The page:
“On February 3, 1847, there appeared in the Sandwich Island News observations about a suddenly hugely fascinating new process that allowed one to have his or her image made, inexpensively and quickly, to be kept or shared: it was like having your own playing card—the ace, of course—and the only question was how you’d play it. The daguerreotype: give it to a loved one? Keep it hidden next to your own heart? Use it as a painting reference? The publication noted: “the Daguerreotype mania is at present the most prevalent among us. Instead of the ordinary greetings of the day, people inquire whether you have ‘been taken yet?’—questions which, in the uninitiated have a somewhat ominous sound.

Today, a question about whether you had ‘been taken’ would probably have to do with buying the wrong car, or waiting for the triumphant finale of a David Mamet play. I’m only being lightly facetious; of course we are on guard, more than a century later. And we have progressed (if it’s a progression) from finding meaning in formal portraits to trusting less formal revelations of character (or, more accurately, we appreciate the illusion that that’s what we’re looking at). We’re also more audacious, and find it necessary to zoom in on details, to purposefully distort in processing (to say nothing of the manipulation that can be done with the computer). The political statement is all-important. But then, how can you lose, when the new twist on narcissism is that the personal has ostensibly become political?”

Jayne Hinds Bidaut

Jayne Hinds Bidaut


From The Journal of Contemporary Photography Volume VI, 2003: “Those Who Have Addressed Gods: Carol Munder’s Voiceless Tales” by Annie Dillard

April 11, 2012 § Leave a comment

“Only the beauty of the body remains of those who have addressed gods. Like all motionless things under the sky, they appear to wait out their days. Photography is intrinsically about time, as you cannot see the present on any print, but only some shred of the past. Photographing very old, physically unchanged votaries throws a curve—the silence of eternity—into the picture.

The chief thing we know: Munder prints awaken them and still them at a blow. They are exiles from lands and times that no one remembers. Their translucent edges are as crucial as their dark torsos. More layers wrap them than a mummy: their mixed metals, their makers’ hands, their peoples’ prayers and pots, their own long paralysis while time covered their world. Their as-it-were personal loss rendered the votaries inchoate and blind as well as triply mute. Their present museum cases and Munder’s plastic lenses add more layers, as do her genius, her art’s sophistication and heart’s warmth, and the film, chemicals, paper, frame’s glass, and now book, and now you.”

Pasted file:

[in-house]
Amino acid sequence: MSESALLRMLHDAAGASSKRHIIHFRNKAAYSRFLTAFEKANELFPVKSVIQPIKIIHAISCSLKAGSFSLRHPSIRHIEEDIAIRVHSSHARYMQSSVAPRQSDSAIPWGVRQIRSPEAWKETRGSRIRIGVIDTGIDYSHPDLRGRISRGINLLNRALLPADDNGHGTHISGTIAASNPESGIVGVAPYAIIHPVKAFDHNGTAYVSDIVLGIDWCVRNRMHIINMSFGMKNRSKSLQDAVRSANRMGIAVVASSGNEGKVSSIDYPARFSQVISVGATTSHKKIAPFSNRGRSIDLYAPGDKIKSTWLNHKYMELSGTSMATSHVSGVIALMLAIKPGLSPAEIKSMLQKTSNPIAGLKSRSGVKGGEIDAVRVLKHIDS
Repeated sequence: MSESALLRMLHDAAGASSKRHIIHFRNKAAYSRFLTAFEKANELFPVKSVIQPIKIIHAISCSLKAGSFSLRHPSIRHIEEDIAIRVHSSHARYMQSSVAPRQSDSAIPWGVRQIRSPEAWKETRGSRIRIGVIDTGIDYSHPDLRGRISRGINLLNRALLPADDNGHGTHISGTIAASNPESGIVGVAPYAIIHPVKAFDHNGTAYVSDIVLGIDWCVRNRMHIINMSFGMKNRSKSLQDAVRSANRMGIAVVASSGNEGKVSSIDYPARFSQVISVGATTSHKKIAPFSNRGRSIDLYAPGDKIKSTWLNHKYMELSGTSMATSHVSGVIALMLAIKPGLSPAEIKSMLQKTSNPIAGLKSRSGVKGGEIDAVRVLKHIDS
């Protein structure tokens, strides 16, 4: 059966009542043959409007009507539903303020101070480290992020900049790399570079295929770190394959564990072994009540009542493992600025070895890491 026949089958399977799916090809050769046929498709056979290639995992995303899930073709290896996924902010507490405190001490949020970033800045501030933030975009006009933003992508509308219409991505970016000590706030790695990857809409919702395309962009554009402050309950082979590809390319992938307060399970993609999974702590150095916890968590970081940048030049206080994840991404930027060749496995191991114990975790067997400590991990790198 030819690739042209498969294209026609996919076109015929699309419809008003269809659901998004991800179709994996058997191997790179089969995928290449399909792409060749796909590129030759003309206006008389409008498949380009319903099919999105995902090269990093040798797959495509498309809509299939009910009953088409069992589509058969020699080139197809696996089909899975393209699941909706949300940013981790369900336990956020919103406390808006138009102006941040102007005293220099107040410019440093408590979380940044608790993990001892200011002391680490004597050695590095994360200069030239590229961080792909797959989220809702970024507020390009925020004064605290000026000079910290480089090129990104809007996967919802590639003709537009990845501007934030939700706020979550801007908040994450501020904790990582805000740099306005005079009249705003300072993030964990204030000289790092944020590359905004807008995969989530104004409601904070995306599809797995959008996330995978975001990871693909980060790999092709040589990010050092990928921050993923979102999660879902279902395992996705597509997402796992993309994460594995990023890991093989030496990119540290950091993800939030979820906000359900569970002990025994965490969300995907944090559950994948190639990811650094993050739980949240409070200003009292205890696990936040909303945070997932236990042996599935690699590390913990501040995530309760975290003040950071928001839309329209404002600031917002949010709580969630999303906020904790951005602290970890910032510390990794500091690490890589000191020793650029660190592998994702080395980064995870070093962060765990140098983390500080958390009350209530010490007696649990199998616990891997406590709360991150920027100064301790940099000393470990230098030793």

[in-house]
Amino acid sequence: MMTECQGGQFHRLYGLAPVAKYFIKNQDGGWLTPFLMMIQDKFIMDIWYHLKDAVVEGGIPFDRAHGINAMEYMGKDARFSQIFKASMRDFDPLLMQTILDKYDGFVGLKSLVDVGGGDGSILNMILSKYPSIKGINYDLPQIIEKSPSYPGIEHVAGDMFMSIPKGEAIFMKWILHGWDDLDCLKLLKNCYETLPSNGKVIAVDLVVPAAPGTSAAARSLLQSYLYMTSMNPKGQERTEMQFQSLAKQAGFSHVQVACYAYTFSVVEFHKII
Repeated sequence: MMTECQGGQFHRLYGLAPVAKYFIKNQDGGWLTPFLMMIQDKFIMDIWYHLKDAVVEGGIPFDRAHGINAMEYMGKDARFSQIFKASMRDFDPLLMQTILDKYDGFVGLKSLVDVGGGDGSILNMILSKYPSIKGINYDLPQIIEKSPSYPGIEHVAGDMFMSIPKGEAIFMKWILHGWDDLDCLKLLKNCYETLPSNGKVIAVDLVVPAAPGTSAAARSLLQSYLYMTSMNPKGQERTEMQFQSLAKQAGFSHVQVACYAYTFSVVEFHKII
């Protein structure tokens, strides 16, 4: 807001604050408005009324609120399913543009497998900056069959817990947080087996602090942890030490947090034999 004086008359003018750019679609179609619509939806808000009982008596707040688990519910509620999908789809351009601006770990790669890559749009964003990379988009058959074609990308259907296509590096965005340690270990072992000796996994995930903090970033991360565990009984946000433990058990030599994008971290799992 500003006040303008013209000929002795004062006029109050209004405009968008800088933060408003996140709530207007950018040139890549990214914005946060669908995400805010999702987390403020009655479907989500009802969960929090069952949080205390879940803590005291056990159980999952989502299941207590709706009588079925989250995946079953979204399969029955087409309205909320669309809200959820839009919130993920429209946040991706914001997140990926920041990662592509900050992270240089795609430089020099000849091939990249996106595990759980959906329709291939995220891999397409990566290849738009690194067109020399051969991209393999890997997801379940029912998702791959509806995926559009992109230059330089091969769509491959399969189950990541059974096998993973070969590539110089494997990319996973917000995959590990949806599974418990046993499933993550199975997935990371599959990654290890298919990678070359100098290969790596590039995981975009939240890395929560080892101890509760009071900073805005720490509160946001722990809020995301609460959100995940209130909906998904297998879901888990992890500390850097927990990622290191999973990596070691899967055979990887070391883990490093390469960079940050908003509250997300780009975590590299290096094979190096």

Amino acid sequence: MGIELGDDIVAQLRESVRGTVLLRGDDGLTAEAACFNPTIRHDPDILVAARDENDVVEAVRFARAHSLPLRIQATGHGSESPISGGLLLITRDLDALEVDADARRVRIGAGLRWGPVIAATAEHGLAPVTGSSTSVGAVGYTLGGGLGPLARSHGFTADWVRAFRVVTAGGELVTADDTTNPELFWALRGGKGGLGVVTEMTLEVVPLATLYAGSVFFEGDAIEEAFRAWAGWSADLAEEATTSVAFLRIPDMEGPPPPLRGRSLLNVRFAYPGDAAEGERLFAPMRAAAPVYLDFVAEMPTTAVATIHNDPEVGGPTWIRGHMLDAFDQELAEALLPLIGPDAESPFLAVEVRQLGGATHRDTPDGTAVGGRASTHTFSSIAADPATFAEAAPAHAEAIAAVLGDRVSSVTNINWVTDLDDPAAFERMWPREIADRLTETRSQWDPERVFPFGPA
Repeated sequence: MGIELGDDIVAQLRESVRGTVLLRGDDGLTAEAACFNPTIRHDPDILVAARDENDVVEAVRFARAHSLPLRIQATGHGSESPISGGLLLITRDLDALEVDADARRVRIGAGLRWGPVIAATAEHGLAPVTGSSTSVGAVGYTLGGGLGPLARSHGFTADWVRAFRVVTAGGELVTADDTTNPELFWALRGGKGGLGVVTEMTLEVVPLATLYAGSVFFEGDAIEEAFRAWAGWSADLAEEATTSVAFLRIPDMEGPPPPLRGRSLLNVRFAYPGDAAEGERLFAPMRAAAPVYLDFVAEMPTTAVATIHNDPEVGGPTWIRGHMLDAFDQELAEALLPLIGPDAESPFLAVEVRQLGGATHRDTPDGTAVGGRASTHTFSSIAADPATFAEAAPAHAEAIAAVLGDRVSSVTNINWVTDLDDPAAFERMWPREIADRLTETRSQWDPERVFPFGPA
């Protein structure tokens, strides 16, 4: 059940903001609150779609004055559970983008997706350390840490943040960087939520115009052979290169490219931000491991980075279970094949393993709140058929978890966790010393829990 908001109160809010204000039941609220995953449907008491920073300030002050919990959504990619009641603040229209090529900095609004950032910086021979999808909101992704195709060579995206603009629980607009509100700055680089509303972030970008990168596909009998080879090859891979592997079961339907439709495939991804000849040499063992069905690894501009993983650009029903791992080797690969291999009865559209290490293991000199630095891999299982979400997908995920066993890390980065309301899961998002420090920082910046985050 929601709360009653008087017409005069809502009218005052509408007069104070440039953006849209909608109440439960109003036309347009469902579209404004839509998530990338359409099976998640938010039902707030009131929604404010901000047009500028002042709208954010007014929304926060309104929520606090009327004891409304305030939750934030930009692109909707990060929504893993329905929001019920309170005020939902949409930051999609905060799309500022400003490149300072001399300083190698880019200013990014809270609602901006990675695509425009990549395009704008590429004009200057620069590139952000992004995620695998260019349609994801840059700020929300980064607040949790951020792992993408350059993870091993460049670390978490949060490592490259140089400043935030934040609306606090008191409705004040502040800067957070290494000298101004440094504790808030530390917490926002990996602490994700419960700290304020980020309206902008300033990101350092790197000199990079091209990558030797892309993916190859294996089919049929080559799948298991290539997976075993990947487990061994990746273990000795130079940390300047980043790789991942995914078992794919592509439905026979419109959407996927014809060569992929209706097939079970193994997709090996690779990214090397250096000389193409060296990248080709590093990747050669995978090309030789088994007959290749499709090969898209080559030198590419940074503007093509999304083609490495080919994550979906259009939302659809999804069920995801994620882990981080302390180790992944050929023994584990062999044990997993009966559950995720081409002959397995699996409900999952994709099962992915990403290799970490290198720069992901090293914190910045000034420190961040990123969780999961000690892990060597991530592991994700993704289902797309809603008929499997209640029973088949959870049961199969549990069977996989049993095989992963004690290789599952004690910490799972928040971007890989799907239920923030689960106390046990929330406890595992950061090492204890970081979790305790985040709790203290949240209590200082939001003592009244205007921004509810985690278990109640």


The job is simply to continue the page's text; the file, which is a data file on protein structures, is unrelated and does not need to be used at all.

Carol Munder

From The Journal of Contemporary Photography Volume VI, 2003, “Philip Trager’s Dancers” by John Stauffer

March 16, 2012 § Leave a comment

“You might think of dance and photography as the arts of metamorphosis. They begin with a piece of life—the human body, a moment in time—and transform physical reality into enchantment. The mundane becomes mysterious, monotony appears magnificent, and the world seems filled with wonder. But in the process of transforming a piece of the world, neither dance nor photography abandon or wholly transcend the world; they never lose touch with their raw materials, and continually refer back to the life from which they originated. Although dance sets a human body in motion, and photography freezes a subject in time, they retain the body and preserve the moment, and thus redirect the viewers’ attention back to the world.”

Philip Trager

From The Journal of Contemporary Photography Volume VI, 2003 “Flor Garduño’s Worlds of Wonder,” by John Wood

March 8, 2012 § Leave a comment

“Flor Garduño is most well-known for her intense, deeply moving images from Latin America and her elegant but erotic nudes. The most distinctive quality of her work is its genuine freshness. It is the mark of a great artist to be able to look at what we all know and have seen yet give us something new, something we have never seen before. To be able to do it with the nude and with native peoples, two of the most overworked and, therefore, most difficult subjects in photography, demonstrates not only genius but an inventiveness seldom encountered. Most photographers do not see through their own eyes but create work that looks like the work of other photographers. They may possess considerable technique and craft, but what is missing is a distinct style, a singular voice, an original vision. Seeing with one’s own eyes is one of the most difficult tasks for any artist but especially the photographic artist because every photographer’s head is filled with tens of thousands of photographs she or he has seen. The question is how one can see afresh in the midst of so much visual clutter—wonderful clutter, of course—Le Gray, Le Secq, Watkins, O’Sullivan, Coburn, Kühn, Weston, Sudek, Hosoe, Witkin, and on and on—but clutter none-the-less. There is, of course, no easy way to discover or shape an original Vision. That is the gift no teacher can give.”

Flor Garduno